The Philosophy Behind Echo Aquatics
As a child, I grew up in an abusive and impoverished home in the Central Valley. The summer before my freshman year of high school, I decided to try water polo. While I could swim, it was at a beginner’s level and I was definitely not fluent. It was really difficult to get started but my coaches and teammates were supportive and fun, so I stuck with it. I attended afternoon and morning practices regularly and it was hard, really hard at first.
But it paid off quickly. During my high school experience on the Fresno High pool deck, I was able to bond with teammates and coaches of both teams (boys and girls), and was able to learn the rewards of consistent, hard work. My self esteem improved as a result, I found my voice, and began the journey to become a confident person. Now that I’m an adult, mother, wife, and coach, I truly appreciate what the deck experience at Fresno High School provided during my teenage years. Those gifts truly changed the trajectory of my life.
Things are different today. We are currently experiencing a huge shift in societal roles for parents and children. It has become much less acceptable to treat people differently based on gender or race. Each child has strengths and opportunities for improvement that we must harness and overcome regardless of these factors. High school is the last stop before adulthood where many of our values are solidified. When a child accomplishes learning how to swim, improving in athletics, and building relationships with teammates regardless of gender or background, these are critical steps towards building a long term foundation for success, and I believe, happiness. Sports should be safe, acceptable, and inclusive, period. The pool deck and team should reflect the community it serves and this is a core value of our program at Echo. This goes beyond gender, race, and economic status to include all personalities, family dynamics, and levels of income. All kids should have the opportunity to play sports year round.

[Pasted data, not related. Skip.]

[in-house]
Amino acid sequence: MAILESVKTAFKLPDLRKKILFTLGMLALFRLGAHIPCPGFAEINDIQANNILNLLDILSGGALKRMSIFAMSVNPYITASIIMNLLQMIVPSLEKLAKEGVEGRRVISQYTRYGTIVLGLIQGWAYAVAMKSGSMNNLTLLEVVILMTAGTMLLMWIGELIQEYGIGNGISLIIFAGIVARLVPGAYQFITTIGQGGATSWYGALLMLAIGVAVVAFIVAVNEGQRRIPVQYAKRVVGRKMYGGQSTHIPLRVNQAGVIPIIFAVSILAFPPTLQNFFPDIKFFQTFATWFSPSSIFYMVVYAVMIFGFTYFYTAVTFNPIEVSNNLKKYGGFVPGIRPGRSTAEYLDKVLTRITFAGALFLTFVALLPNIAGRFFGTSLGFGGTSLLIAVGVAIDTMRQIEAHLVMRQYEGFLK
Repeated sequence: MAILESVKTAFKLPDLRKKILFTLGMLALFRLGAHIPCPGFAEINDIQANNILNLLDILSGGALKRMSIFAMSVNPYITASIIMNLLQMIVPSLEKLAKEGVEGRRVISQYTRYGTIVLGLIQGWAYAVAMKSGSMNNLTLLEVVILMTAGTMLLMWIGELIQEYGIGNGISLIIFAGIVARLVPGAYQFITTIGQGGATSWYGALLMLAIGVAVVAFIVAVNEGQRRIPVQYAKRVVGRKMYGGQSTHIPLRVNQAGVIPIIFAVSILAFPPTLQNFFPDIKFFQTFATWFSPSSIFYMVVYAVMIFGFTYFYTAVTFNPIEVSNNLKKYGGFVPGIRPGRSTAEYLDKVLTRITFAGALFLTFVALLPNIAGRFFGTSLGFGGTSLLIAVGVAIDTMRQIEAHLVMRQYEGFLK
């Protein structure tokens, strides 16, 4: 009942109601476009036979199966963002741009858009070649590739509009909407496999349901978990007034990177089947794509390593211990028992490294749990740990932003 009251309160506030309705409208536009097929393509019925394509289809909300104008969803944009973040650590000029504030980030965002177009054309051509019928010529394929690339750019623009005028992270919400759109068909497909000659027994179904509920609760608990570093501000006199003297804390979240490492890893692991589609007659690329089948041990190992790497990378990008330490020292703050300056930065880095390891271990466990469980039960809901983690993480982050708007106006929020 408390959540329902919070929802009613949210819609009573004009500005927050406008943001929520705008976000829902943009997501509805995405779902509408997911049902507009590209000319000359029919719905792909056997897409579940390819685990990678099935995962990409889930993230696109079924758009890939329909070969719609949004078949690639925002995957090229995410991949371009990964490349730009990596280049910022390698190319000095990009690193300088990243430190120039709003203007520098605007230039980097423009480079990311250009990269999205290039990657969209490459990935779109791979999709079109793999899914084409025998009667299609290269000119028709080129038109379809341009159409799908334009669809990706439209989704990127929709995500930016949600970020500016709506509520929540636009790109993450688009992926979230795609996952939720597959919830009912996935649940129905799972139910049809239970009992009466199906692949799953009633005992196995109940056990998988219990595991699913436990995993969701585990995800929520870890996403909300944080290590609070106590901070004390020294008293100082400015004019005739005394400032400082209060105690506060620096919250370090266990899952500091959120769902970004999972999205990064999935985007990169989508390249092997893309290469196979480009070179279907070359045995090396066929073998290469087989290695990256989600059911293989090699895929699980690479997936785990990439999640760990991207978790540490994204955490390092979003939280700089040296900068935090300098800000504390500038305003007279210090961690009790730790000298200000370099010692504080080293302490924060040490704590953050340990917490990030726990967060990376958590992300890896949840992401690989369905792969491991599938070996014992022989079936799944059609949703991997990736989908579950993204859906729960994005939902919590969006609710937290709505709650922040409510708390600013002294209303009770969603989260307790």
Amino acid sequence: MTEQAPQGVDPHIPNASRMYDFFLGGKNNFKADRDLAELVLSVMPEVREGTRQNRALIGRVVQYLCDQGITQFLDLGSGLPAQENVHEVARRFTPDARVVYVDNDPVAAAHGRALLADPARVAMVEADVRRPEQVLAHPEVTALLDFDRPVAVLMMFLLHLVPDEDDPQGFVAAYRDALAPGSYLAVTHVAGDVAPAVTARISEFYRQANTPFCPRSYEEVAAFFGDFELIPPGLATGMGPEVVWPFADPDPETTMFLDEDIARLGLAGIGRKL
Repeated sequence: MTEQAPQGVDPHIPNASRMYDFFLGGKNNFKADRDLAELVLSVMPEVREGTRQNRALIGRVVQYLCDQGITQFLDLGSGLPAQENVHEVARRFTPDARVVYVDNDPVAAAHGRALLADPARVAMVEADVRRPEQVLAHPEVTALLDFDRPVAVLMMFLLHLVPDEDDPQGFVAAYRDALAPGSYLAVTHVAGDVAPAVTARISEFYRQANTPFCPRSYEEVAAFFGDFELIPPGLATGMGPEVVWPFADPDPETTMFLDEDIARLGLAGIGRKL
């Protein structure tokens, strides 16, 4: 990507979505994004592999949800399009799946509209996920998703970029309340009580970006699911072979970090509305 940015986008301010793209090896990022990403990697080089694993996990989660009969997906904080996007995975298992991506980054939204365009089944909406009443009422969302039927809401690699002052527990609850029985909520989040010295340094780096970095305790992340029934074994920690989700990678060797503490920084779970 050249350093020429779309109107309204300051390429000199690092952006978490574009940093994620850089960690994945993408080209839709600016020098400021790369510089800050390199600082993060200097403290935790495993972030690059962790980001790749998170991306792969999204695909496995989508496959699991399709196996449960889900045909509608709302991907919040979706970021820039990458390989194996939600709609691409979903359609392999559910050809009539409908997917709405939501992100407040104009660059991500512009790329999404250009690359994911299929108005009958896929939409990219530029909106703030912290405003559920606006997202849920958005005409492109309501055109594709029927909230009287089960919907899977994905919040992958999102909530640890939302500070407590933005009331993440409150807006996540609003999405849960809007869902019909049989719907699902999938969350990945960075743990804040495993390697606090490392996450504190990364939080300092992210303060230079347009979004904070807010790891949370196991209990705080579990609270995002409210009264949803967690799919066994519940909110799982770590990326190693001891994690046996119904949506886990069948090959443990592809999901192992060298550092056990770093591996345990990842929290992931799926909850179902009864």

I also believe that sports pave the way for entrepreneurship, learning business fundamentals like teamwork, and ultimately having a successful career to support a family or those close to you. The Central Valley has 3,000+ non-profit organizations, which while helpful to many, doesn’t always send the best message to our children about the importance of being successful in competitive fields. Non-profits are typically funded by grants and government subsidies, which is much different than private sector businesses that must gain advantages based on teamwork, innovation, competition, and speed to market. Echo is not a non-profit business, by design. This enabled us to add innovative programs like adult swim lessons and water aerobics without impacting our other programs intended for kids. My point being is you do not have to be a non-profit organization to do what is right for your community.
Lastly, coaches must provide a positive example, regardless of gender. Players often look up to their coaches, and it’s our responsibility to teach them good habits on the pool deck. I still reflect positively on how the pool deck was “my happy place” growing up and it’s critical for a child’s growth and development in the community. We are in this together.
By: Jenn Lopez